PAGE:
). Thus, the good correlation between the RBD/hACE2 binding affinities and the spike-mediated transduction efficiency strongly suggests that the measured RBD/hACE2 binding activities reflect the native states of the proteins. Our results showed that all of the targeted mutations produced significantly reduced RBD/hACE2 binding affinities and spike-guided transduction compared with those for the corresponding wild-type proteins (t
< 0.01 for both Ka
and transduction), with the exception of D37A in hACE2 (P
> 0.075 for transduction) and Y498 in NL63-CoV RBD (P
> 0.10 for both Ka
and transduction). Here we combine these biochemical and functional data with our previous structural data and discuss molecular and structural features of the virus-binding hot spot that make hACE2 a common target by two different viruses.
Summary of Biacore and pseudotyped-virus transduction data from and , with RBDs immobilized
Summary of Biacore and pseudotyped-virus transduction data from and , with hACE2 immobilized
The hot spot structures at the NL63-CoV/hACE2 and SARS-CoV/hACE2 interfaces have many common features. The Lys353-Asp38 salt bridge plays a central role in the hot spot structure at both of the interfaces. Because of the hydrophobic environment, the salt bridge not only provides a significant amount of energy to the virus/receptor binding interactions but also fills a critical void in the hydrophobic stacking interactions at the virus/receptor interfaces. Correspondingly, alanine substitution for either Lys353 or Asp38 in hACE2 significantly decreased the RBD/hACE2 binding affinities and viral transductions ( and 4). The hydrophobic tunnel walls of the hot spot structure also make important contributions to the virus/receptor binding interactions; they not only support the side chain of Lys353 to form the salt bridge but also provide hydrophobic stacking interactions at the virus/receptor interfaces. Some hydrophobic tunnel walls contribute more energy to the virus/receptor binding interactions than others ( and 4). For example, Tyr41 in hACE2 (top wall) is more important than Asp37 in hACE2 (right wall), probably because Tyr41 functions better as a tunnel wall with its aromatic ring. Alanine substitution for Tyr41 significantly decreased RBD/hACE2 binding affinities and viral transductions, suggesting that the stacking interaction between Tyr41 and Lys353 is essential for the hot spot structure. Interestingly, although a phenylalanine at the 41 position can potentially function as a tunnel wall with its aromatic ring, the Y41F mutation also significantly decreased RBD/hACE2 binding affinities and viral transductions. Detailed structural analysis reveals that the hydroxyl group of Tyr41 forms a hydrogen bond with receptor Asp355 at the NL63-CoV/hACE2 interface and two hydrogen bonds with receptor Asp355 and RBD Thr486 at the SARS-CoV/hACE2 interface ( and B). Thus, the side chain of Tyr41 needs to be firmly anchored in order for it to function properly as a tunnel wall. Residue 41 is a histidine in the ACE2 proteins from several bat species (10
). Not only is His41 a poor hydrophobic stacker, but also it cannot be anchored properly to function as a tunnel wall. As a result, these bat ACE2 proteins were poor receptors for human SARS-CoV strains unless an H41Y mutation was introduced (10
). Overall, the salt bridge and many of the tunnel walls of the hot spot structure contribute energy to the virus/receptor binding interactions.
The hot spot structures at the NL63-CoV/hACE2 and SARS-CoV/hACE2 interfaces differ in a subtle but functionally important way. The tunnel structure at the NL63-CoV/hACE2 interface is more compact than that at the SARS-CoV/hACE2 interface ( and B). At the NL63-CoV/hACE2 interface, the closest distances between the two pairs of opposing tunnel walls, Ser535-Asp37 (left to right) and Tyr41-Tyr498 (top to bottom), are 8.5 Å and 7.7 Å, respectively. At the SARS-CoV/hACE2 interface, if a serine replaces threonine at the 487 position in SARS-CoV RBD, these distances become 9.0 Å and 8.1 Å, respectively. Because of the compactness of the tunnel structure at the NL63-CoV/hACE2 interface, S535T mutation in NL63-CoV RBD decreased the tunnel space and was energetically unstable ( and ). In contrast, because of the extra space of the tunnel structure at the SARS-CoV/hACE2 interface, T487S mutation in SARS-CoV RBD increased the tunnel space but was also energetically unstable ( and ). Indeed, residue 487 was a serine in RBDs of some low-pathogenicity SARS-CoV strains and was largely responsible for the lack of human-to-human transmission of these viral strains (18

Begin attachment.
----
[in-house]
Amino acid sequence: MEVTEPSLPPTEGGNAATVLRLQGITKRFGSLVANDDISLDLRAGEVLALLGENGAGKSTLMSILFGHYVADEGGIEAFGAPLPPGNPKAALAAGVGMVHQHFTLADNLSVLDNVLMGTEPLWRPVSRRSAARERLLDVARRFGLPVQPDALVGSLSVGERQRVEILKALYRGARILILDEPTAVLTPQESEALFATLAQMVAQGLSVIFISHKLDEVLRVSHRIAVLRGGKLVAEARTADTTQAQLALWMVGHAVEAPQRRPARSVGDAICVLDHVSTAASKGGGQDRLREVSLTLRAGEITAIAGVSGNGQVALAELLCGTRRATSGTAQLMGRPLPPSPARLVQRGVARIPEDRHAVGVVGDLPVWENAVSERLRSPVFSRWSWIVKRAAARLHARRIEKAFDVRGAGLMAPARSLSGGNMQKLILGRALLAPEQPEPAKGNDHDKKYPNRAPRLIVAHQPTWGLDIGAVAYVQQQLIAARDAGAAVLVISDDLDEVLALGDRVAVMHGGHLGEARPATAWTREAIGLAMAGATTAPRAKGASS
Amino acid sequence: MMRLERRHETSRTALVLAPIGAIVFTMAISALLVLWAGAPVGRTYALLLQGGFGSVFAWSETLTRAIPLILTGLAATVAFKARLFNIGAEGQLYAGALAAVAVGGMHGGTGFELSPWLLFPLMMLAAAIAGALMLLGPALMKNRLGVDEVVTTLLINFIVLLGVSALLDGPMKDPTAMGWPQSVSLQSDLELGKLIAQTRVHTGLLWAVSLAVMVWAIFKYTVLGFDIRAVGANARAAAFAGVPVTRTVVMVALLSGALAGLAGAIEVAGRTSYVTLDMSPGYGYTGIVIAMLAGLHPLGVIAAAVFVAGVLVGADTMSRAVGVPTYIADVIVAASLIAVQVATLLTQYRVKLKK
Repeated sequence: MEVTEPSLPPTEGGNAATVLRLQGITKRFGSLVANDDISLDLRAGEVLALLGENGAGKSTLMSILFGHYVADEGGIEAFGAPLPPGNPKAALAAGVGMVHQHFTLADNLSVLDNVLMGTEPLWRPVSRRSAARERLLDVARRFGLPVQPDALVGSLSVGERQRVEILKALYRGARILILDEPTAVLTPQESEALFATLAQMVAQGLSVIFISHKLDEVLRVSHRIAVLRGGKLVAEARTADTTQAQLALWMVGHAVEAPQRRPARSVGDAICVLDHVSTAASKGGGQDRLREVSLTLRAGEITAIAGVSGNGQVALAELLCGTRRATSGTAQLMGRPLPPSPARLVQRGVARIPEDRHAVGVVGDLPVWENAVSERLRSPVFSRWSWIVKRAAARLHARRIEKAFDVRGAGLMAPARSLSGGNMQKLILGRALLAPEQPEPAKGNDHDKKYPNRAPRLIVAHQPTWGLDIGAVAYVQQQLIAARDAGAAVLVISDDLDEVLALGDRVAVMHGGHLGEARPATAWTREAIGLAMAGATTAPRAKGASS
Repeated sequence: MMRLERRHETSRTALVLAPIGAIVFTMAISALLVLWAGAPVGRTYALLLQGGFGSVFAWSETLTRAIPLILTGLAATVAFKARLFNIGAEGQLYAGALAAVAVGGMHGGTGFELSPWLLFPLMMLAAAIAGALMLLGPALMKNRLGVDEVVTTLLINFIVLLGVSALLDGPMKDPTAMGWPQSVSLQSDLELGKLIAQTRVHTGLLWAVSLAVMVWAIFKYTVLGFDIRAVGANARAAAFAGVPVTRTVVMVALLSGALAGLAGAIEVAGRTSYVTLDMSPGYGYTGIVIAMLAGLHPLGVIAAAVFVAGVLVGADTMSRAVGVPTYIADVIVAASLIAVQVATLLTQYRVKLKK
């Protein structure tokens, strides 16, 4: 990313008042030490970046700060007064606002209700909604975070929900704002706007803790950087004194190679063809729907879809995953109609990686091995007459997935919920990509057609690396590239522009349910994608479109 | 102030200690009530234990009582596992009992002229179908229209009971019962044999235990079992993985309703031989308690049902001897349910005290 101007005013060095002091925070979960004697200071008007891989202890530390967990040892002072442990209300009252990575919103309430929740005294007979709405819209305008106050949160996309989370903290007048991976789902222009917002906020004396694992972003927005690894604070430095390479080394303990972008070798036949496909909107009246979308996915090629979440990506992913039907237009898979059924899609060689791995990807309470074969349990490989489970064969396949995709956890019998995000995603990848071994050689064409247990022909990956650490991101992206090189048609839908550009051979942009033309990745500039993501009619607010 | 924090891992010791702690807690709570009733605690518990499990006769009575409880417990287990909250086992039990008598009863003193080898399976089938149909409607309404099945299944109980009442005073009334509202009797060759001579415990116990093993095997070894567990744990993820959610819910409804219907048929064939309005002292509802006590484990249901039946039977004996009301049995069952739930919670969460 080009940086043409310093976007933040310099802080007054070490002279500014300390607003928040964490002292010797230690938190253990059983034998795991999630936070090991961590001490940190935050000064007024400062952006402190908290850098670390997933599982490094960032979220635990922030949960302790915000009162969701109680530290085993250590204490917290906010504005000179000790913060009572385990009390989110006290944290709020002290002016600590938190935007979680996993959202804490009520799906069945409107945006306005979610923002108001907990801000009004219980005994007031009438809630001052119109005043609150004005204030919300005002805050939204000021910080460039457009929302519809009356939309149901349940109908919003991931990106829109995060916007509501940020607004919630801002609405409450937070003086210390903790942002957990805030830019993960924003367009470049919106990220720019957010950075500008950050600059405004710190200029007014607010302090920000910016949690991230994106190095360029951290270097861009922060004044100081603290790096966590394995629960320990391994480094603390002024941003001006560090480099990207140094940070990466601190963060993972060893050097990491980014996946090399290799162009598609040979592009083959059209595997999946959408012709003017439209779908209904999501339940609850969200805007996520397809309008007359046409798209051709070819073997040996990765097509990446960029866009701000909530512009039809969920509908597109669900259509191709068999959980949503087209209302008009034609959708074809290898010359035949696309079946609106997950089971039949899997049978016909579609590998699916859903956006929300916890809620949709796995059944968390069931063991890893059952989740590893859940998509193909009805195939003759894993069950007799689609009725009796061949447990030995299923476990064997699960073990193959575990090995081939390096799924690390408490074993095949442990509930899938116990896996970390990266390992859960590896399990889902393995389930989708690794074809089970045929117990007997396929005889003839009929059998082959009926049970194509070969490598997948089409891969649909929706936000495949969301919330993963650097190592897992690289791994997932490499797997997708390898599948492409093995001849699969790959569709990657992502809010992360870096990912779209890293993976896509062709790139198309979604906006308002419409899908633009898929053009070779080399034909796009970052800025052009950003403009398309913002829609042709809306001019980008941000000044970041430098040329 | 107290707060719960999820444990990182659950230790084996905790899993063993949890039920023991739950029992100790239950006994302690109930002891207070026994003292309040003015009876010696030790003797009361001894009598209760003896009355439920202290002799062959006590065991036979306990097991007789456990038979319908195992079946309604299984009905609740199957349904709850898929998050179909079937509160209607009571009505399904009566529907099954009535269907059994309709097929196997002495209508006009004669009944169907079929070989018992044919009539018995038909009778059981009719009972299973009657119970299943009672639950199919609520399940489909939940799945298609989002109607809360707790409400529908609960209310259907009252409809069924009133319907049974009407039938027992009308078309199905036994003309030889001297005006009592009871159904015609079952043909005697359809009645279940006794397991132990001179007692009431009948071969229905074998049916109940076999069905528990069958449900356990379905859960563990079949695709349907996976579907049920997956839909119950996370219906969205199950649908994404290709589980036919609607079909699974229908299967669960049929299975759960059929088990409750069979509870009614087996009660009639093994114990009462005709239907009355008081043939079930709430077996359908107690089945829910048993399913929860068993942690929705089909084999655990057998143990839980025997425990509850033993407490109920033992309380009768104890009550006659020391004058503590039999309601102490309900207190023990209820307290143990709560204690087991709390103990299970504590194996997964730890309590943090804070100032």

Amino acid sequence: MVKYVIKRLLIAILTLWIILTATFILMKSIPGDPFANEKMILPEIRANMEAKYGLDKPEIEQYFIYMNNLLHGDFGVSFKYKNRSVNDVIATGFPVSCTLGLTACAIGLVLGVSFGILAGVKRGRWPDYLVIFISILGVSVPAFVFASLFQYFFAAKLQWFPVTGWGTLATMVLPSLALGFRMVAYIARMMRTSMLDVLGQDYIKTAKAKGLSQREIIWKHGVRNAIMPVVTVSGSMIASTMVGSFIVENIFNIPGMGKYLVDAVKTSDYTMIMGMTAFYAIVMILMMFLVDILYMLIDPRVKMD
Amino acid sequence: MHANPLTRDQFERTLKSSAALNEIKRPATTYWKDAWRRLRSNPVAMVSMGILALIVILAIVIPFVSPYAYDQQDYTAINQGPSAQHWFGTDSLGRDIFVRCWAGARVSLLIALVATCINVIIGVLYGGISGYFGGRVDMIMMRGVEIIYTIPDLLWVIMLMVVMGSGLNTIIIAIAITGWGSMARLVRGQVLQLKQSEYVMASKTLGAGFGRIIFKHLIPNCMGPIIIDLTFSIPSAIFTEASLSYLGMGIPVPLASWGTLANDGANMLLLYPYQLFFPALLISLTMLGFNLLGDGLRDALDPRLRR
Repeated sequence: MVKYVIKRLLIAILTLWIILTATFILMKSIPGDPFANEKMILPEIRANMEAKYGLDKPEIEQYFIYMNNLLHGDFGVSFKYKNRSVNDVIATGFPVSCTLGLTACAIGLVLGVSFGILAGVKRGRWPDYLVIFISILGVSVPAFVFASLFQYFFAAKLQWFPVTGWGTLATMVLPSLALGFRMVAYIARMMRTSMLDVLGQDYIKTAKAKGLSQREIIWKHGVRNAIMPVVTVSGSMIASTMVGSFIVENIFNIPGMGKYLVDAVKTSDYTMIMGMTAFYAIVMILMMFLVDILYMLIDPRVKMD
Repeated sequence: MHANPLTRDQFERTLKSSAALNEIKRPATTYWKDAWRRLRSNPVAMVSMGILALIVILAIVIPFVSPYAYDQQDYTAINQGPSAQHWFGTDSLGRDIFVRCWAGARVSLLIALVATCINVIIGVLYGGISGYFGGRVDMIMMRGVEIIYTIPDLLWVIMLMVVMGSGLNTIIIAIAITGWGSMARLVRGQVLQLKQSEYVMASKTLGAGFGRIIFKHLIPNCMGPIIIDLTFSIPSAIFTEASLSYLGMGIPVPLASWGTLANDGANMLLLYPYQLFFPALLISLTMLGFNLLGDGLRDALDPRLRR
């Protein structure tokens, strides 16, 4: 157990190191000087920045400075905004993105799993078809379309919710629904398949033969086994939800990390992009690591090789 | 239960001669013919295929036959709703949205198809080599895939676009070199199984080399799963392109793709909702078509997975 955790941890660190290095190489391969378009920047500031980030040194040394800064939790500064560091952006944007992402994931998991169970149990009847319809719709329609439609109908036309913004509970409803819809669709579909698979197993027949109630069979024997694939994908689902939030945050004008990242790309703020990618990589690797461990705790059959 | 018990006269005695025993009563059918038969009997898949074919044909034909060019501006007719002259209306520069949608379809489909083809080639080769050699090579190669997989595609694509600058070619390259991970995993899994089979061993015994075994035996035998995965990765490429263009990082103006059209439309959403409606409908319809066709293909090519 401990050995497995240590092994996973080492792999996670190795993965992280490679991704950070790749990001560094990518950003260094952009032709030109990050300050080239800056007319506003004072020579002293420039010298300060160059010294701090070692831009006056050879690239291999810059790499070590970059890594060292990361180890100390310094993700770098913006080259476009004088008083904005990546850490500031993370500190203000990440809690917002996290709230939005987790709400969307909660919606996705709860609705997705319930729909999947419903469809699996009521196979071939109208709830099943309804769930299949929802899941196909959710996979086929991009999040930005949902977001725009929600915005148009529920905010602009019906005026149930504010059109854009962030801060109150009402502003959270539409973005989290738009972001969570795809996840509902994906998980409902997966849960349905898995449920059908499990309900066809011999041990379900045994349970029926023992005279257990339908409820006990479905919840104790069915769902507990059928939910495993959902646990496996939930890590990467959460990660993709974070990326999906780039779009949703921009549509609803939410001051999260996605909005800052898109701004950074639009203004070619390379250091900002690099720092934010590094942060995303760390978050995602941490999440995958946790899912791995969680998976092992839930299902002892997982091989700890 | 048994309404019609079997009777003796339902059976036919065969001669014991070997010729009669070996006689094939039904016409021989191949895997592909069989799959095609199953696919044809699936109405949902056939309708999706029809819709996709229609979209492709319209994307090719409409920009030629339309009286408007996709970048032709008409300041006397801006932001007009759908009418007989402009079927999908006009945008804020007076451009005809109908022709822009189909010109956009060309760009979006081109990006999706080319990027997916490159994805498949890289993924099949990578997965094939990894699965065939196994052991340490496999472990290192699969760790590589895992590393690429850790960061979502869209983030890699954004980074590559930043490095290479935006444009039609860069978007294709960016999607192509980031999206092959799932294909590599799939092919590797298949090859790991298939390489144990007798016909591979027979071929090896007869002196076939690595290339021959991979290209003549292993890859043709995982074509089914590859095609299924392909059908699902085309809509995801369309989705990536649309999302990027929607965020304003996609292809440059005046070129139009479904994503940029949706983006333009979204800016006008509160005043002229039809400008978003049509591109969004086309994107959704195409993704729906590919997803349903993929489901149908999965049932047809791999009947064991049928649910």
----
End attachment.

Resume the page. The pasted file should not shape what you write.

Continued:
). Thus, although S535T mutation in NL63-CoV RBD and T487S mutation in SARS-CoV RBD exerted opposite effects on the same left tunnel wall of the hot spot structure, they both reduced RBD/hACE2 binding affinities and viral transductions. For similar reasons, compared with Tyr498 in NL63-CoV RBD, Tyr491 in SARS-CoV RBD provides more support to the hot spot structure as the bottom tunnel wall in a more spacious tunnel space, and hence alanine substitution for Tyr491 decreased RBD/hACE2 binding affinities and viral transductions ( and 4). Therefore, the seemingly small differences in the hot spot structure at the two virus/receptor interfaces not only have significant impacts on virus/receptor binding interactions but also have important epidemic implications.
One of the direct implications of our study is the possibility of using NL63-CoV RBD as an inhibitor to block SARS-CoV infections, because NL63-CoV RBD can compete with SARS-CoV for the common virus-binding hot spot on hACE2. To test this possibility, we inoculated MLVs pseudotyped with SARS-CoV spike protein onto hACE2-expressing HEK293T cells in the presence of various concentrations of purified NL63-CoV RBD or SARS-CoV RBD (). Transduction was shown as a percentage of β-galactosidase activity observed in the absence of any inhibitor. The results showed that NL63-CoV RBD indeed inhibited SARS-CoV spike-mediated transductions. At 10 μg/ml (0.47 μM), NL63-CoV RBD inhibited SARS-CoV spike-mediated transductions by over 80%. This method has the potential to become a new antiviral strategy against SARS-CoV infections, as it represents the first case in which SARS-CoV infection can be inhibited by a protein from a different virus. It also represents a successful application of the common virus-binding hot spot theory derived from the present study.
Fig. 5. Inhibition of SARS-CoV spike-mediated transduction by NL63-CoV RBD. MLVs pseudotyped with SARS-CoV spike protein were used to infect hACE2-expressing HEK293T cells in the presence of various concentrations of purified NL63-CoV RBD, SARS-CoV RBD, SARS-CoV (more ...)